Phnom Penh’s nightly toll of alcohol-fuelled tragedy and mayhem provides the grist for morning news shows and a sometimes dangerous job for a group of young journalists
About midnight on a street corner in Tuol Kork, a crowd gathers around two men after a motorcycle accident. One of the men is limping. The other, the louder and more belligerent, covers his bleeding mouth and has a wound over his right eye. He also has a gun holstered at his waist.
Amid the onlookers are a handful of journalists who film the scene on handheld digital cameras. In other countries you might call them ambulance chasers, but in Cambodia they usually arrive well before the medics.
“He’s drunk,” says one of the reporters pointing to the belligerent man. “They always are. And look at his waist, he’s got a gun. He must be a cop.”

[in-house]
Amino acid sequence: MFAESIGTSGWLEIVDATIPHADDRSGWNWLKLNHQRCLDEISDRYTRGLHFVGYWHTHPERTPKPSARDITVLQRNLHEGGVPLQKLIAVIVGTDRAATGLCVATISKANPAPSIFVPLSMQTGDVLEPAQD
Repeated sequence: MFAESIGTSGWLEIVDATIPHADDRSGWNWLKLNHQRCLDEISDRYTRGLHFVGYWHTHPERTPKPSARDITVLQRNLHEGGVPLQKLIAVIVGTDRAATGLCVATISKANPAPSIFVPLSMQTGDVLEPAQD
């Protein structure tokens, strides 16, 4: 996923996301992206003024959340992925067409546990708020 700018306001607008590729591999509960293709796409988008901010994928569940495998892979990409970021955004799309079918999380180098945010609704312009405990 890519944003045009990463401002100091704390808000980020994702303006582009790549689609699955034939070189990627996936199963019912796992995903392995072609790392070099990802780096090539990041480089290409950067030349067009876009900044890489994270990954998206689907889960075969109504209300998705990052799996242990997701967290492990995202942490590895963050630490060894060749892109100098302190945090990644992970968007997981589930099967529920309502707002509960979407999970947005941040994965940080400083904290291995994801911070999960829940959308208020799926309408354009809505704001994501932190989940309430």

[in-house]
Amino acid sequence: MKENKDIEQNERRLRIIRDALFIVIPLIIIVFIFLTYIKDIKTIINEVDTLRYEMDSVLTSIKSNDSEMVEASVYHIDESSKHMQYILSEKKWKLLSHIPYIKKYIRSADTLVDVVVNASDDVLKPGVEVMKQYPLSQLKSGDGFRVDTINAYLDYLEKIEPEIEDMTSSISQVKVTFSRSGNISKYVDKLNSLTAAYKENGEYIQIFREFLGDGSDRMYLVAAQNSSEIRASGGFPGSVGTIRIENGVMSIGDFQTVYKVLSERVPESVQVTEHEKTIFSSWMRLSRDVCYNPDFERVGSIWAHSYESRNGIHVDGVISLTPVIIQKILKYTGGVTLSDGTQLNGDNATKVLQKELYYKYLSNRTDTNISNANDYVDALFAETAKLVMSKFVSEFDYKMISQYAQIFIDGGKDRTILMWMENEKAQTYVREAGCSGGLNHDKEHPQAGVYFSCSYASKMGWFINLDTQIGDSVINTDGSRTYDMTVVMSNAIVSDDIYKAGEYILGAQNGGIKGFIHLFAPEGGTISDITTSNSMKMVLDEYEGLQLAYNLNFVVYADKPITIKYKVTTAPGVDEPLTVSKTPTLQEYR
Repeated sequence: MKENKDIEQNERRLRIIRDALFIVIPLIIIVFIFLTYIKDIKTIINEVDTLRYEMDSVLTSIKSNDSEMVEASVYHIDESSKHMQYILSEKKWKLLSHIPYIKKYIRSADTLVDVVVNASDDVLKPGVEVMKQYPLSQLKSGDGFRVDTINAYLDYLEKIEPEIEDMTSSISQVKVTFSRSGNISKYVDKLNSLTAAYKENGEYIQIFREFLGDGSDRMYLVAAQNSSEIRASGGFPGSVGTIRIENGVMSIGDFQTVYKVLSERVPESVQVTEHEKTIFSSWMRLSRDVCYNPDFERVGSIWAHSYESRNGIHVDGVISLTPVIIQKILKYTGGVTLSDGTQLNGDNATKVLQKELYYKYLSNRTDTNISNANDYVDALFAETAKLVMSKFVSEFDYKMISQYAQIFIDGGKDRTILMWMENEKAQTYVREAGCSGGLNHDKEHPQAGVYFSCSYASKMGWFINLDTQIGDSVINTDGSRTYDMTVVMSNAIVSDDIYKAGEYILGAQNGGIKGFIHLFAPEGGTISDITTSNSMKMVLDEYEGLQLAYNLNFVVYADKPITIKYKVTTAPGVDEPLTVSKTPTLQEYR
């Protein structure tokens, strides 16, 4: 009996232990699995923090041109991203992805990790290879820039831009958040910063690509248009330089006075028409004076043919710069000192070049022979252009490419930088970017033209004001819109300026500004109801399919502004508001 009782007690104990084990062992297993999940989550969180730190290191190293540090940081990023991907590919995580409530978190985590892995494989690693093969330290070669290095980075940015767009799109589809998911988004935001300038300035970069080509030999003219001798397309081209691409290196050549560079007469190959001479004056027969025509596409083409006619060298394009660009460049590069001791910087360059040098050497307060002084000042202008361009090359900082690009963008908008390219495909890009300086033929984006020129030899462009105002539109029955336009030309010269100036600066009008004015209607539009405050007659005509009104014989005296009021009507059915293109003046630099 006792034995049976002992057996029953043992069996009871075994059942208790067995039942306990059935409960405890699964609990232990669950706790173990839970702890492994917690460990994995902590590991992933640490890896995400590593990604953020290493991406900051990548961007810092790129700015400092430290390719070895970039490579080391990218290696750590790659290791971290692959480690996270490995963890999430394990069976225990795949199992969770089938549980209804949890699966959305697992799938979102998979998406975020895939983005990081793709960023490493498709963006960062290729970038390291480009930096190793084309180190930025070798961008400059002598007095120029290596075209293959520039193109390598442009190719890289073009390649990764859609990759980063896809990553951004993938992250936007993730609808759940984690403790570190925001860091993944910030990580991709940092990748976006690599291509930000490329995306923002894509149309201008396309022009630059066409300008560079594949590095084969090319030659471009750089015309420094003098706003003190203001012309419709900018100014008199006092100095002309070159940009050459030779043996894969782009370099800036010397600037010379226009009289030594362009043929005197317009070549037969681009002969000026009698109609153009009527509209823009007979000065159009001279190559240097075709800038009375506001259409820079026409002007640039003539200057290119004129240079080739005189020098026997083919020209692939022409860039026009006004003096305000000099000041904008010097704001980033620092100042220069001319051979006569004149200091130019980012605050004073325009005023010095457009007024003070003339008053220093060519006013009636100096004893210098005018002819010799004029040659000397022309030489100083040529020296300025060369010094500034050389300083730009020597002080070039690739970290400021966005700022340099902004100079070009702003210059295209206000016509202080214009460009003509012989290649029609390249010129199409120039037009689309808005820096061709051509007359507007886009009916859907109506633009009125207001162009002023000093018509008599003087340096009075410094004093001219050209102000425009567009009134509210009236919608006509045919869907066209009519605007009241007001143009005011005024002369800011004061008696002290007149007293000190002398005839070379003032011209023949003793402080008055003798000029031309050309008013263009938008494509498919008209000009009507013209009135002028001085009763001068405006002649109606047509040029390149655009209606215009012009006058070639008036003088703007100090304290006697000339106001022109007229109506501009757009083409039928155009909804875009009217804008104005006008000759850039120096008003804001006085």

Soon a pair of stout blue-uniformed traffic police arrive to defuse the situation, and the journalists, sensing the action is over, get on their motos and leave.
Scenes like this play out practically every night across Phnom Penh, with reporters working from 6pm until 6am to fill a growing hunger for morning news.
Among them is Khem Visal, a 28-year-old reporter with the website Cambodia Express News, who spends most of his nights with a group of journalists based at a Kiwi Mart in Tuol Kork district. They wait there, sometimes for hours on end, for something to happen. Surrounded by bottles of water, cans of Red Bull and walkie-talkies, they pass the time chatting, playing on their smartphones or watching movies.
Last Friday night, wearing all black and solid boots, Visal kept his two walkie-talkies and two mobile phones within reach at all times.